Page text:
2014 — Lori Bryan, PhD from University of Colorado-Colorado Springs writes, “Autism and Cognitive Remediation” including extensive coverage of LearningRx programs and results.
2014 — LearningRx releases its second data report on retention results from 2011-2012. The results include pre- and post-test results and the percent of gain retained (14.4 months average) following the post-training testing of 526 clients.
2014 — LearningRx releases its second results report. The report contains data on average gains derived from the scores of every client (about 6,000) who participated in LearningRx in 2011-2012 at 80 brain training centers throughout the U.S. The clients underwent an average of 18 weeks (90 hours) of training to improve logic & reasoning, short-term memory, processing speed, auditory and visual processing, and long-term memory. The results show that after brain training, the mean gain in IQ was 14.6 points (15 points for those who completed all of their training in a LearningRx Center), with an average percentile increase of 25.7 and average age-equivalent increase of 3.7 years. Pre-test to post-test gains are measured using the Woodcock-Johnson Tests of Cognitive Abilities and the Woodcock-Johnson Tests of Achievement.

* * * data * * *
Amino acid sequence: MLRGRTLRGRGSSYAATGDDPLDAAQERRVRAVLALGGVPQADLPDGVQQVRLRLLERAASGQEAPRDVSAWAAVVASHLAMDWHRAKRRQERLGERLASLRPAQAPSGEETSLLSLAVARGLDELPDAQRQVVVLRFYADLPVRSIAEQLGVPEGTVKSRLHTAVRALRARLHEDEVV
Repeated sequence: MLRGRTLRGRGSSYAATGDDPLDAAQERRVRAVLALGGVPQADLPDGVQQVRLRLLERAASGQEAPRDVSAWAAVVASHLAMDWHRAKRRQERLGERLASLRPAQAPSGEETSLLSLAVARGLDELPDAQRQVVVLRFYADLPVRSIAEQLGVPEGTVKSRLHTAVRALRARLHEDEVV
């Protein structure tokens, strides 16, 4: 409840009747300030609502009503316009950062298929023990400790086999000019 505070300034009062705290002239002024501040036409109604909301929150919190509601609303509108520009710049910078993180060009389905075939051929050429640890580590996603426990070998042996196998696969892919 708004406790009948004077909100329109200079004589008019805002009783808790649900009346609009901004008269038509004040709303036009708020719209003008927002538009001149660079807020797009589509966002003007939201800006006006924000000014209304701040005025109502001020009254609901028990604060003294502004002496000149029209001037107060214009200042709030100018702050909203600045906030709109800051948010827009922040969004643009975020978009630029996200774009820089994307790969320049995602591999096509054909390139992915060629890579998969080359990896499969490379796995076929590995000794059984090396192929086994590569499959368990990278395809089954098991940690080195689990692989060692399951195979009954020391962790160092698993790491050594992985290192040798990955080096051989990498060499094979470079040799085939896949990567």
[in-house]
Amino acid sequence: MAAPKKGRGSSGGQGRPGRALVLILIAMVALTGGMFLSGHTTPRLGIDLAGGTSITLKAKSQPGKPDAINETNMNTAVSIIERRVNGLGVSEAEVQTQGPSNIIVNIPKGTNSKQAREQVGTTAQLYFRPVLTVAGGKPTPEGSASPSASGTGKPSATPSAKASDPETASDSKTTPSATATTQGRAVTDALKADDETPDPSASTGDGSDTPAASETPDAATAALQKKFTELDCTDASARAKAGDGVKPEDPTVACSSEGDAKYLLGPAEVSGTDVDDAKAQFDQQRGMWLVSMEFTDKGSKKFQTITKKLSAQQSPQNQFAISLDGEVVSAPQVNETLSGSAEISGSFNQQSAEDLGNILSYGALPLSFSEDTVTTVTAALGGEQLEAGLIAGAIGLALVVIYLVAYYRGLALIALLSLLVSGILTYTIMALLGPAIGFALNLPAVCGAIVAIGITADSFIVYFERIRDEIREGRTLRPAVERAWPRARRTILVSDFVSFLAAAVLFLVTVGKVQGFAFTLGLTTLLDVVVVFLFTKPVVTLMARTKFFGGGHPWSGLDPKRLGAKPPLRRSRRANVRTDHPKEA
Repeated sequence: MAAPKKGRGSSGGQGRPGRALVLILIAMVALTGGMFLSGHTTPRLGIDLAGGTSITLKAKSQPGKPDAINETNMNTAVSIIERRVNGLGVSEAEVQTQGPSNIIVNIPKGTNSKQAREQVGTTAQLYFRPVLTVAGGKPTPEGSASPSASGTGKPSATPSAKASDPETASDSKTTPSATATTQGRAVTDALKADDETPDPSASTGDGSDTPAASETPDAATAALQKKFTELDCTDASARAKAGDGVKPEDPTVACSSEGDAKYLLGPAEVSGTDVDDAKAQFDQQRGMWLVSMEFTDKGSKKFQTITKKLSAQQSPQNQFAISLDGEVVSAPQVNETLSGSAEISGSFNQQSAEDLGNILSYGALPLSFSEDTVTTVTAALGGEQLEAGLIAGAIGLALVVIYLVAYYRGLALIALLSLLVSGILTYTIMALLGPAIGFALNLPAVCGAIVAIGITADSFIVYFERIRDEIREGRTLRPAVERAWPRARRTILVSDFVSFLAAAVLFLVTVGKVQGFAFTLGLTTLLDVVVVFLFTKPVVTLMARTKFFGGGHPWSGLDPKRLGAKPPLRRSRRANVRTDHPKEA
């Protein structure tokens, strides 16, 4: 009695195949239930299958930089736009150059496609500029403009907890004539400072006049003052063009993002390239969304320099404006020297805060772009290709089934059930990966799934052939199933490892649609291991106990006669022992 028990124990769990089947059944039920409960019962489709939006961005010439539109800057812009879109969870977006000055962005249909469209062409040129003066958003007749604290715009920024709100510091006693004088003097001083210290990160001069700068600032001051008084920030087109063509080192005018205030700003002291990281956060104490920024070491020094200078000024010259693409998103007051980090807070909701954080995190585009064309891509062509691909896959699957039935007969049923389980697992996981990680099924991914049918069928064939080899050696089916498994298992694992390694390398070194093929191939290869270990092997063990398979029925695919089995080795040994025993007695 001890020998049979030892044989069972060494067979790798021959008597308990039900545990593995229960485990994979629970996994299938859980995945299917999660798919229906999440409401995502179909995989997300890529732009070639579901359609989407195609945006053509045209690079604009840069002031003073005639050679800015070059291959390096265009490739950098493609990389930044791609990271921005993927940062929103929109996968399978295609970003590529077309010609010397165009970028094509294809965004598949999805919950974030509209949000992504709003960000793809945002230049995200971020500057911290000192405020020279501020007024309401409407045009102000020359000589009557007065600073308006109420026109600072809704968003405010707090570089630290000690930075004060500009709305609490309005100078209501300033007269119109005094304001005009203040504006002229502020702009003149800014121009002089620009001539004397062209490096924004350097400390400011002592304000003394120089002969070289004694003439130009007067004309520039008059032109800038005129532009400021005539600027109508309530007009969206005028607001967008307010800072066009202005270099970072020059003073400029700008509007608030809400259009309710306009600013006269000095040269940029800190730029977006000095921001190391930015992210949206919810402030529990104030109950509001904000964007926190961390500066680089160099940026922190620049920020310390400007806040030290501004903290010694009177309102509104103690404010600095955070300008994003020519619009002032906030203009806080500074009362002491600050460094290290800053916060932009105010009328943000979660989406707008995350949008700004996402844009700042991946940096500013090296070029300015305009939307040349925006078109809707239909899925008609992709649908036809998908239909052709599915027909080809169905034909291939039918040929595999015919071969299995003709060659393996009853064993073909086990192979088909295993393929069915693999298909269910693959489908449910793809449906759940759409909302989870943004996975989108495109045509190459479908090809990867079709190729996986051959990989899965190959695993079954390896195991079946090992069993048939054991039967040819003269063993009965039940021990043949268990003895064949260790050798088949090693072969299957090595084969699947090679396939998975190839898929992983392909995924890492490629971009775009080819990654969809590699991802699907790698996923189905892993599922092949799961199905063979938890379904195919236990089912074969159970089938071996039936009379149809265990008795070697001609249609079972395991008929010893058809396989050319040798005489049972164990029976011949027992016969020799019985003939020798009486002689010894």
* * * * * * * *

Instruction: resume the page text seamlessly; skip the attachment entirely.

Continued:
2014 — The Gibson Institute of Cognitive Research opens to connect with independent researchers, analyze current observational studies, submit publications to peer-reviewed journals, and standardize the collection of Gibson Tests. The institute is directed by educational psychologist Amy Lawson Moore, PhD
2014 — ComprehendRx launches
2013 — Lori Bryan, PhD from University of Colorado-Colorado Springs writes “Dyslexia and Reading Problems” including extensive coverage of LearningRx programs and results.
2013 — Brian E. Pfister, PhD publishes his dissertation, “The Effect of Cognitive Rehabilitation Therapy on Memory and Processing Speed in Adolescents,” based on LearningRx data that included before and after Woodcock Johnson III scores of 1,277 adolescents who were trained in LearningRx Centers.